Even though Greek culture, language, and philosophy were the finest ever developed, the Greeks fell short of perfecting humanity. The Greeks did not find Utopia. They never came upon the Elysian fields, and they lost sight of the spiritual realm. This world became their home, playground, schoolroom, workshop, and grave.

Dr. F. W. Robertson said this of the Greeks: “The more the Greek attached himself to this world, the more the unseen became a dim world.” This is the reason the Greeks made an image to the UNKNOWN GOD, and when the apostle Paul preached the gospel to them, this is where he began. The cultivated Athenians were skeptics, and they called Paul a “babbler” and mocked him as he endeavored to give them the truth.

Paul declared that the gospel is foolishness to the Greeks, but he also wrote to the Greek mind. He told them that in times past they were Gentiles, having no hope and without God in the world. That is the picture of the Greek, friend. But Paul also told them that when the right time had come, God sent forth His Son, made of a woman, made under the Law, and that this Son of God died for them. Paul walked the Roman roads with a universal language, preaching a global gospel about the perfect Man who had died for the men of the world. The religion of Israel could produce only a Pharisee, the power of Rome could produce only a Caesar, and the philosophy of Greece could produce only a global giant like Alexander the Great who was merely an infant at heart. It was to this Greek mind that Luke wrote. He presented Jesus Christ as the perfect Man, the universal Man, the very person the Greeks were looking for.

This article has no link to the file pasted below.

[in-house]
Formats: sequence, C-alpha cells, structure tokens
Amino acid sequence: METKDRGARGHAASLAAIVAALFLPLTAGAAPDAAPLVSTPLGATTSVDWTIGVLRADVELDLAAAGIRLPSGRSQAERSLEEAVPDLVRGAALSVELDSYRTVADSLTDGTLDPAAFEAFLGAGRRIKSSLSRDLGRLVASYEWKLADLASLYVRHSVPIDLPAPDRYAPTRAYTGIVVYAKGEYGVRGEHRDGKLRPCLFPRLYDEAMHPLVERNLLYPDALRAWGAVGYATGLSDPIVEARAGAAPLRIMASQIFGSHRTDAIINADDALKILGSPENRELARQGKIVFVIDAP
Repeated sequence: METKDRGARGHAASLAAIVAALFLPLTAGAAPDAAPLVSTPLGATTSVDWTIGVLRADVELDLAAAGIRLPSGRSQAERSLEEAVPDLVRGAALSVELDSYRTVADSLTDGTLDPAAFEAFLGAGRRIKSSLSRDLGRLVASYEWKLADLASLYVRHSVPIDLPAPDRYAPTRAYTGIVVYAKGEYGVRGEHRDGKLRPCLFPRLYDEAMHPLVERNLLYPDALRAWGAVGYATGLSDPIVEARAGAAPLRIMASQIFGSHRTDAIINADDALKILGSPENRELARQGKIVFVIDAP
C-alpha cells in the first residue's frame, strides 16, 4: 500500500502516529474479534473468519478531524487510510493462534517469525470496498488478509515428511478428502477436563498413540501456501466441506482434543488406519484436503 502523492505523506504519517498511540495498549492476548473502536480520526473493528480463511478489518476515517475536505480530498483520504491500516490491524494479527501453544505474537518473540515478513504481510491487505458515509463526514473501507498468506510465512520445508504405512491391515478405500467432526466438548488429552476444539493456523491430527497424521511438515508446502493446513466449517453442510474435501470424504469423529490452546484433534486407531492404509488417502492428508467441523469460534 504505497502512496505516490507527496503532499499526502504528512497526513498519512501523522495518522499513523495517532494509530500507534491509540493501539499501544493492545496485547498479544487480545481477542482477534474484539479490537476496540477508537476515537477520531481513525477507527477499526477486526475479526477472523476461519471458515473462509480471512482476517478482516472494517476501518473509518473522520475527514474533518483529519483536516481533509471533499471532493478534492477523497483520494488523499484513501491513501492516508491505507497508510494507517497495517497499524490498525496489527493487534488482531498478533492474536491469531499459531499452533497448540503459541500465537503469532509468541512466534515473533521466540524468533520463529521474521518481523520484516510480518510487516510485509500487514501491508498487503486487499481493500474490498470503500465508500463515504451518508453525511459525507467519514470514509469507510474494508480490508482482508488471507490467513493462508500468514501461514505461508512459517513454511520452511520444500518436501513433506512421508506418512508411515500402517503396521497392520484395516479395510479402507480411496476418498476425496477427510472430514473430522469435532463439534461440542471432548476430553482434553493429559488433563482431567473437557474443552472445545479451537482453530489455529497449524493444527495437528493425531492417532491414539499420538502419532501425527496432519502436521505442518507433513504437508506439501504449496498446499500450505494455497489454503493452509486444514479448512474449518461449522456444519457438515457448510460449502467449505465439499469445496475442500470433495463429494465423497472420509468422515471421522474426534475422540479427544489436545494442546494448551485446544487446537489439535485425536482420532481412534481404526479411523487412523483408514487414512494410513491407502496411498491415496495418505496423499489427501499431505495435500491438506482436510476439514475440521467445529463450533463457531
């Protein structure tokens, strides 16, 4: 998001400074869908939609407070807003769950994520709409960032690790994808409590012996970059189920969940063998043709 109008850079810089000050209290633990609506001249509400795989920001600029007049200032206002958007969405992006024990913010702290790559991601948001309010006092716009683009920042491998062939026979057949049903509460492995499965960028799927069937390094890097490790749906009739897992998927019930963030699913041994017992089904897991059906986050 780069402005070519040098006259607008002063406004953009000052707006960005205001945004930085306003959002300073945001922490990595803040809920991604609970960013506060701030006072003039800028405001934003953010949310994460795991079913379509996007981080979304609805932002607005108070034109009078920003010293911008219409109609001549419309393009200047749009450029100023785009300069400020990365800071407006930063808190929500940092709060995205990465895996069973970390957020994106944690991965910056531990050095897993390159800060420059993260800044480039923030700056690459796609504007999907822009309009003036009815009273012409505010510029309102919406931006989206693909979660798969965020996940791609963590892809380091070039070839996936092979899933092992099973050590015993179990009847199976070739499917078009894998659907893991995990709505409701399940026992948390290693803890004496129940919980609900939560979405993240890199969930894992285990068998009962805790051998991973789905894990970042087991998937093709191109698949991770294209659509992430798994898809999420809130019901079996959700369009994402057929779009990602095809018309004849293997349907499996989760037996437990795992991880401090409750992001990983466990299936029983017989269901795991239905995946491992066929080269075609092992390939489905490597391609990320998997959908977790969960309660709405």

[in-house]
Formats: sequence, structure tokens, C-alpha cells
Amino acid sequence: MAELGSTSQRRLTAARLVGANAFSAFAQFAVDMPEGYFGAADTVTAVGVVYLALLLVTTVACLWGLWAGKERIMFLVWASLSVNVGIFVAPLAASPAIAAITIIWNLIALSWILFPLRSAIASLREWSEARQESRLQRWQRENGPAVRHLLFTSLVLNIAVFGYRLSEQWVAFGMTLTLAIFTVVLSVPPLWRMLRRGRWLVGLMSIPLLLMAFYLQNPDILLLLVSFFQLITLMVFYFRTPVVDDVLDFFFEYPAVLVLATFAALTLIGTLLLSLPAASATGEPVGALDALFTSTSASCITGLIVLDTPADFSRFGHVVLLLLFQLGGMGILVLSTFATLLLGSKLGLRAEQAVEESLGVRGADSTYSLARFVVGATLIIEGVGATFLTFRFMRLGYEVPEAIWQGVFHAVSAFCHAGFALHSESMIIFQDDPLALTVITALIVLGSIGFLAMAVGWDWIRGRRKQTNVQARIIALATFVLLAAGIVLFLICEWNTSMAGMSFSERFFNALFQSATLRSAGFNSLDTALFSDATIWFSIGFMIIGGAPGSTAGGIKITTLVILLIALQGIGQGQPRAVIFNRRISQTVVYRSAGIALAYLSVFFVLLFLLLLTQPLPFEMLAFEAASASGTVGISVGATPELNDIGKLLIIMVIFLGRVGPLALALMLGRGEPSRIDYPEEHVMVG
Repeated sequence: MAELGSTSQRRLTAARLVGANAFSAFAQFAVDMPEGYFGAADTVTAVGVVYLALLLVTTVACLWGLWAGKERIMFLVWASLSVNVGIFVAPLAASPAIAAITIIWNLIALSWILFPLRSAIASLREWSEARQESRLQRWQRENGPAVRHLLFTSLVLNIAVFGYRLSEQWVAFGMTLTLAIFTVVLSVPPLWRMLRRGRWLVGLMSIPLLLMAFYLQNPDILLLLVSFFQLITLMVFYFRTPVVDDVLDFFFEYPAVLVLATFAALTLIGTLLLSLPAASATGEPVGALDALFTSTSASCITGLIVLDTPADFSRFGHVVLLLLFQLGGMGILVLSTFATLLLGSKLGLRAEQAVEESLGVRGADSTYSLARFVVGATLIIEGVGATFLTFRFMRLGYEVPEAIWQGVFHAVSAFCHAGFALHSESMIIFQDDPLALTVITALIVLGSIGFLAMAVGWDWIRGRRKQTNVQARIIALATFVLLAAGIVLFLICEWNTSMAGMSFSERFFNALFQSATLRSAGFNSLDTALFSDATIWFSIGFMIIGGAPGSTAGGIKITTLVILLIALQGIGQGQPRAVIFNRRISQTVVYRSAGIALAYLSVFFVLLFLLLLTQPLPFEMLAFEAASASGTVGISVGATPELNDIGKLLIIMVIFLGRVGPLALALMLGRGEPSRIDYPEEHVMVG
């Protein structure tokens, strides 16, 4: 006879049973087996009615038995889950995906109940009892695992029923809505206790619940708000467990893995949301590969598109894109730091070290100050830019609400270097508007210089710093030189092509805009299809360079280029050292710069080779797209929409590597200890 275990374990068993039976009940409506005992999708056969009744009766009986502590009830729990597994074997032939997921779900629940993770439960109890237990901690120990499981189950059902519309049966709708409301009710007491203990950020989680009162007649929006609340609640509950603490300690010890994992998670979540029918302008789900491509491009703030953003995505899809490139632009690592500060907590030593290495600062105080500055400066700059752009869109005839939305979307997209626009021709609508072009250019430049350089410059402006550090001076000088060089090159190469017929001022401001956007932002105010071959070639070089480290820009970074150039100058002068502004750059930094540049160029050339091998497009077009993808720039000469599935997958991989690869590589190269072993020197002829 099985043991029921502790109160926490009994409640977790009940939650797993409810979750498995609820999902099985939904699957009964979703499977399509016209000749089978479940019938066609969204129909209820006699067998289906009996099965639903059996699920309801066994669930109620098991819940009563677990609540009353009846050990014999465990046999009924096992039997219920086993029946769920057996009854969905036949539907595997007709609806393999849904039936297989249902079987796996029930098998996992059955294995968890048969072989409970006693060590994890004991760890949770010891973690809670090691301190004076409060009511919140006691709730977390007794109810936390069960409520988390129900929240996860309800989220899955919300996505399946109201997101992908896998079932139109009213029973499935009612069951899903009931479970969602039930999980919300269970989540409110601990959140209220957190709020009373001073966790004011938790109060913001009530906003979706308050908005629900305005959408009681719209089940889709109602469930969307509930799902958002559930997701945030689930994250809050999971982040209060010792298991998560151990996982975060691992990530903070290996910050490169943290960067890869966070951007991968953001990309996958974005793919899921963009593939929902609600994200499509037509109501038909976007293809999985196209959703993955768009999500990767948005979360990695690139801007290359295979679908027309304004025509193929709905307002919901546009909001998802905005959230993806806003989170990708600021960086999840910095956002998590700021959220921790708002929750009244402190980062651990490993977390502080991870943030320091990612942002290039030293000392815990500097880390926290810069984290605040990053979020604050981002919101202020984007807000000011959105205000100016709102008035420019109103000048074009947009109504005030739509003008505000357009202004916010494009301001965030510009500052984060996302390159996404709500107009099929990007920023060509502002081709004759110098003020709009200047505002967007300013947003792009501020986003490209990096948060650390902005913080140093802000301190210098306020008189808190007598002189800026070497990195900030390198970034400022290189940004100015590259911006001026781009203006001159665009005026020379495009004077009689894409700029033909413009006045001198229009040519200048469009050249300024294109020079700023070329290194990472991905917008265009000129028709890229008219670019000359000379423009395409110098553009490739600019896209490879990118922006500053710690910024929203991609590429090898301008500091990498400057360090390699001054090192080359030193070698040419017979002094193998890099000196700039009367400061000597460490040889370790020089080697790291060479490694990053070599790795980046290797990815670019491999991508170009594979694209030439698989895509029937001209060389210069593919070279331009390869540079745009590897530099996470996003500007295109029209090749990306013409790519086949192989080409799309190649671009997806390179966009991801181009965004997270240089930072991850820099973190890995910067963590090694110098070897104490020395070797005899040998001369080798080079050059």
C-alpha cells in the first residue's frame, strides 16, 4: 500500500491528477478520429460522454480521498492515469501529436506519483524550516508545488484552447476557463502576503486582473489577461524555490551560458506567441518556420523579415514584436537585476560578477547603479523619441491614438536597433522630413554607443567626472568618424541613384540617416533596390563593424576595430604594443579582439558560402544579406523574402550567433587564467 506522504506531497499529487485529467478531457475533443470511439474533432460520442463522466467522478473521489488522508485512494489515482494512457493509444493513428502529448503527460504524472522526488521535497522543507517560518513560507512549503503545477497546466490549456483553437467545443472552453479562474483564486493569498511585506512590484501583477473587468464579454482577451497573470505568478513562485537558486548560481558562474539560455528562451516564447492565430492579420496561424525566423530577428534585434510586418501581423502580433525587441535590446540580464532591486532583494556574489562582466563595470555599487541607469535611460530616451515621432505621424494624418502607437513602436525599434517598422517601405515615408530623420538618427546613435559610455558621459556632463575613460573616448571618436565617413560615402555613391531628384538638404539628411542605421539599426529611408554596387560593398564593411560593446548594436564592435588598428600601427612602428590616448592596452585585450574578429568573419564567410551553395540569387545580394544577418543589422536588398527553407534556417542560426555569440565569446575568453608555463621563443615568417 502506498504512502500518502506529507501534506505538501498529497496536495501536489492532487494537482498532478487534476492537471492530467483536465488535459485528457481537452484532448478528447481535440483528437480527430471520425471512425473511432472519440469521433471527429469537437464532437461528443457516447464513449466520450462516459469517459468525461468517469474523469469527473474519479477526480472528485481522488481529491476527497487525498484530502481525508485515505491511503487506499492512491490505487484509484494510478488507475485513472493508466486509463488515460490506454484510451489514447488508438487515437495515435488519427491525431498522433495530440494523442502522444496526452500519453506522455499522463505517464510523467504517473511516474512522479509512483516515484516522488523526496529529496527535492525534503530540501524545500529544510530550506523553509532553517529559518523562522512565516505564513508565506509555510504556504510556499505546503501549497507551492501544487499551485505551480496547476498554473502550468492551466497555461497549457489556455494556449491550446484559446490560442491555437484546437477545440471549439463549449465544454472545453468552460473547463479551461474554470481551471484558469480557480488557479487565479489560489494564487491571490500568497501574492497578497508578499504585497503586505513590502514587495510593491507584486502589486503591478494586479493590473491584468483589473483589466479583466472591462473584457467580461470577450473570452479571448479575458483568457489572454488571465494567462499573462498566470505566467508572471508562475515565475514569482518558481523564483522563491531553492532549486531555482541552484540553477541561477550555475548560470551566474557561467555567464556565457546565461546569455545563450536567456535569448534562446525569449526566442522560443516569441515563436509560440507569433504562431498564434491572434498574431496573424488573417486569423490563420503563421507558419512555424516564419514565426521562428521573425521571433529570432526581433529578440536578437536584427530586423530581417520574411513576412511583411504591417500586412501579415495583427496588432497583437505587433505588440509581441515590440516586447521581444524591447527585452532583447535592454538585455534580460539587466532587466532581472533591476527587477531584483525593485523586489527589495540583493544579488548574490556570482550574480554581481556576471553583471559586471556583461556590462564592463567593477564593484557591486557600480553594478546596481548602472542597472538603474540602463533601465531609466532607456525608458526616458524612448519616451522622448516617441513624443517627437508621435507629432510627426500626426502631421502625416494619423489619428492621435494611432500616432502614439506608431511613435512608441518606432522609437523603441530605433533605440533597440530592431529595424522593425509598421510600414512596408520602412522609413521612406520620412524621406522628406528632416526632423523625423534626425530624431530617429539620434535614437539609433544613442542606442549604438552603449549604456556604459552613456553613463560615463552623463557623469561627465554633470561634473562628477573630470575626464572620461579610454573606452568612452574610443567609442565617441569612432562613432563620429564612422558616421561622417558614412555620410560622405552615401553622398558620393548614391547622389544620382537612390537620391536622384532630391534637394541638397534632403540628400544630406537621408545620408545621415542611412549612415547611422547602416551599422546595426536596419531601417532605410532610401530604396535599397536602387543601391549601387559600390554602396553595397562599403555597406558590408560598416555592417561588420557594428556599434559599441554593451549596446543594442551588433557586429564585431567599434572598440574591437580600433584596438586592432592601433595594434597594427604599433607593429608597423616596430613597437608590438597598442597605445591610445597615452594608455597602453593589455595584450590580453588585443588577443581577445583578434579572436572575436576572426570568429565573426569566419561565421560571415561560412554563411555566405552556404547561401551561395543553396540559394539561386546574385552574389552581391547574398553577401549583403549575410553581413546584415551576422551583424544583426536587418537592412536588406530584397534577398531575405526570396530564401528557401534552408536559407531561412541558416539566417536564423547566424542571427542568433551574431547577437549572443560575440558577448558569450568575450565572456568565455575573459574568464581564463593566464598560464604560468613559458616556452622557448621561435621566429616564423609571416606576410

Note these special features of Luke’s Gospel:

  1. Although the Gospel of Luke is one of the synoptic Gospels, it contains many features omitted by Matthew and Mark.
  2. Dr. Luke gives us the songs of Christmas.
  3. Dr. Luke has the longest account of the virgin birth of Jesus of any of the Gospels. In the first two chapters, he gives us an unabashed record of obstetrics. A clear and candid statement of the Virgin Birth is given by Dr. Luke. All the way from Dr. Luke to Dr. Howard Kelly, a gynecologist at Johns Hopkins, there is a mighty affirmation of the Virgin Birth, which makes the statements of pseudo–theologians seem rather puerile when they unblushingly state that the Virgin Birth is a biological impossibility.
  4. Dr. Luke gives us twenty miracles of which six are recorded in no other Gospel.
  5. He likewise gives us twenty–three parables, and eighteen of them are found nowhere else. The parables of the Prodigal Son and the Good Samaritan are peculiar to this third Gospel.
  6. He also gives us the very human account of the walk to Emmaus of our resurrected Lord. This proves that Jesus was still human after His resurrection. Dr. Luke demonstrates that the Resurrection was not of the spirit, but of the body. Jesus was “… sown a natural body … raised a spiritual body …” (1 Cor. 15:44).
  7. A definite human sympathy pervades this Gospel, which reveals the truly human nature of Jesus, as well as the big–hearted sympathy of this physician of the first century who knew firsthand a great deal about the suffering of humanity.
  8. Dr. Luke uses more medical terms than Hippocrates, the father of medicine.

(McGee, J. Vernon. Thru the Bible Commentary, Vol. 37: Luke. Nashville, TN: Thomas Nelson Publishers, 1991.)

Poems & Quotes

Luke 2:1-30

They were looking for a king
To slay their foes and lift them high;
Thou cam’st, a little baby thing
That made a woman cry.
          –George McDonald

Luke 12

I had a little tea party
This afternoon at three.
'Twas very small, three guests in all,
Just I, Myself and Me.
Myself ate all the sandwiches,
While I drank up the tea.
'Twas also I who ate the pie
And passed the cake to Me.
          –Author unknown

"Fear God and you will have no one else to fear."
          –Oliver Cromwell